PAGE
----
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The Laws of Texas, 1822-1897 Volume 1

of the Mexican Federation.


11. To incur debts on behalf of the republic, and to give securities for
their payment.
12. To acknowledge the public debt of the nation, and to indicate the
means of consolidating the same.
13. To declare war after considering the facts which may be presented
to its consideration by the executive power.
14. To grant letters of marque, and to declare lawful or otherwise the
captures by land and sea.
15. To designate and to organise the sea and land forces, fixing the
quota of each state.
16. To organise, arm and discipline the militia of the states, reserving
to each the appointment of its respective officers, and the faculty of instructing
them in conformity with the discipline prescribed by the general
17. To approve all treaties of peace, alliance, amity, federation, armed
neutrality, and every other which may have been entered into by the
executive power.
18. To regulate and make uniform the weight, value, form, fineness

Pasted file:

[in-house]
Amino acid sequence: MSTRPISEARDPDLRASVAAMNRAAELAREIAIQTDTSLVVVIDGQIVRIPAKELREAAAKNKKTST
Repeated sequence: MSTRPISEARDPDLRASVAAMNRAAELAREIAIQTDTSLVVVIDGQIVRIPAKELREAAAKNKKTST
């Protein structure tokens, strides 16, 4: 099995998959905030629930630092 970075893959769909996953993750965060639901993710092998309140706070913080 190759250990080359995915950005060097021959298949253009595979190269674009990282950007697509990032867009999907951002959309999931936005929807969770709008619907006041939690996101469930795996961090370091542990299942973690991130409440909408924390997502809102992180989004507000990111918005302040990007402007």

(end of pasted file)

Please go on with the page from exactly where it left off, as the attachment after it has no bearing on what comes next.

and denomination of the money in all the states of the Federation, and
to adopt a general system of weights and measures.
19. To grant, or to refuse the entry of foreign troops into the territory
of the Federation.
20. To authorise the formation of ports and harbors.
ART. 14. The constitution shall fix the other general, special and economical
attributes of the congress of the Federation, the mode of exercising
them, a,s well as the prerogatives of this body and its members.
Executize Power.
ART. 15. The supreme executive power will be confided to such individual,
or individuals as the constitution may designate, who must be
residents and native born citizens of some one of the states or territories
of the Federation.
ART. 16. The attributes of the executive power, in addition to others
which may be fixed by the constitution, shall be the following:
1. To carry into execution the laws intended to consolidate the integrity
of the Federation, and to sustain its exterior independence, and
its internal union and liberty.
2. To appoint and to remove at pleasure the Secretaries of State,

Gammel, Hans Peter Mareus Neilsen. The Laws of Texas, 1822-1897 Volume 1. Austin, Texas. The Portal to Texas History. Accessed October 6, 2015.